FEBRUARY 2008: This was a bad month for college shootings. After the killings in Louisiana, 5 students perished and another 17 were wounded at Northern Illinois University when Stephen Kazmierczak opened fire in a classroom. Kazmierczak was a former graduate student at the university.
FEBRUARY 2010: Amy Bishop, a biology professor in Huntsville, Alabama, was denied tenure a year earlier and responded by shooting her colleagues. Three professors were killed and another three were injured in her attack. I guess denying her tenure was the right decision, huh?
MARCH 2010: An employee at Ohio State University received an unsatisfactory job evaluation and reacted by killing two fellow employees and wounding another. And yes, his weapon of choice was a handgun.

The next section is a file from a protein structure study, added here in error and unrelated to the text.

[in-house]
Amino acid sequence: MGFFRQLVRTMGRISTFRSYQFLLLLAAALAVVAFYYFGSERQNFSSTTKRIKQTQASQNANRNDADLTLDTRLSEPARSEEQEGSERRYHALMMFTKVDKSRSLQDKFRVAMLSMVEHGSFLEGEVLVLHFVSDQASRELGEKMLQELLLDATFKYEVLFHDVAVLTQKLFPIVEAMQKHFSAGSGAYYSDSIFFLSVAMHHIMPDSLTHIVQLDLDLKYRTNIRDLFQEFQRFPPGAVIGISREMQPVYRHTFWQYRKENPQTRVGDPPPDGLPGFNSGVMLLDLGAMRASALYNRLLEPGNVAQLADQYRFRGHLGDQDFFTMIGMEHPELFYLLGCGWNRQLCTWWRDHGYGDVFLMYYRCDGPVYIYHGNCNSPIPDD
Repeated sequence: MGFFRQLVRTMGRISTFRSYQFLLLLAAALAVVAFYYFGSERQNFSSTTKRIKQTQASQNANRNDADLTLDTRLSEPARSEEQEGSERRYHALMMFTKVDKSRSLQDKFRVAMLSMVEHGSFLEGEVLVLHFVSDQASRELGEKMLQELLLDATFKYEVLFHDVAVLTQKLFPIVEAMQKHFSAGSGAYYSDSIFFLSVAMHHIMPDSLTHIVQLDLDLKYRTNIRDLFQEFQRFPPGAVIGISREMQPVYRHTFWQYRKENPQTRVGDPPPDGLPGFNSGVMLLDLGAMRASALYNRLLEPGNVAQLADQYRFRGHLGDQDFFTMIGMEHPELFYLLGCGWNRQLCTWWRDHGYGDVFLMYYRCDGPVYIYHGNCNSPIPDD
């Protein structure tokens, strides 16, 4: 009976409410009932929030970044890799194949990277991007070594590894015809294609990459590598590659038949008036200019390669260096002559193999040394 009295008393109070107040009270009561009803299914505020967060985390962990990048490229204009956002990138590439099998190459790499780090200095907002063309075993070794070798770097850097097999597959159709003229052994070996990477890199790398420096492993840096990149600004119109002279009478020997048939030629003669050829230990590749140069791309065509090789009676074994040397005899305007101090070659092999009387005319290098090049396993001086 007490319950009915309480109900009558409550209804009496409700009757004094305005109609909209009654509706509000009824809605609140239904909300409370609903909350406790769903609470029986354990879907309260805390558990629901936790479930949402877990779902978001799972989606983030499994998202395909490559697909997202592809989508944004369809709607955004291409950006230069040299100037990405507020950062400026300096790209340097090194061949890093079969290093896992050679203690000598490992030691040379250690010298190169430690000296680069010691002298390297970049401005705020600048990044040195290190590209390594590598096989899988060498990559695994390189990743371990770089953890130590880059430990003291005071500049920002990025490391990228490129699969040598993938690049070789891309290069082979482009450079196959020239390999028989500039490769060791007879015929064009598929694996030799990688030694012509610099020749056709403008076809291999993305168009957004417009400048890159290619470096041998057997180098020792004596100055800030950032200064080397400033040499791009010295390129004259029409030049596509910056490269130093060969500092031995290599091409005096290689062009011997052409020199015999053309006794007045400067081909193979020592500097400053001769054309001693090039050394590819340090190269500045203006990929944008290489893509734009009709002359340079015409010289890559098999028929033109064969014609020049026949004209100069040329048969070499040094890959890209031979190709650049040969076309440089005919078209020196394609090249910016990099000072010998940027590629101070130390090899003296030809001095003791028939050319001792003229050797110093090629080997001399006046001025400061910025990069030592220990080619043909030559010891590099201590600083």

MAY 2011: Three people were killed in a parking garage at San Jose State University, including two former students and the gunman, who died at the hospital later that day.
DECEMBER 2011: Poor Virginia Tech. During this incident, a 22-year-old student from Radford University shot and killed a police office on the VTU campus. Like the San Jose killing, this also occurred in a parking area on campus.
APRIL 2012: A 43-year-old former student at Oikos University in California, a Christian institution populated primarily by Koreans and Korean-Americans, opened fire on campus and killed seven people, wounding a handful of others.
When you consider these shootings in higher education and then include all the gun violence in elementary schools and such, one thing becomes very clear: even educational institutions are not safe from violent people and violent behavior.
In fact, I would argue that no one is ever safe in this country. Even innocent people trying to enjoy a new Batman film have been massacred by an unstable and violent individual.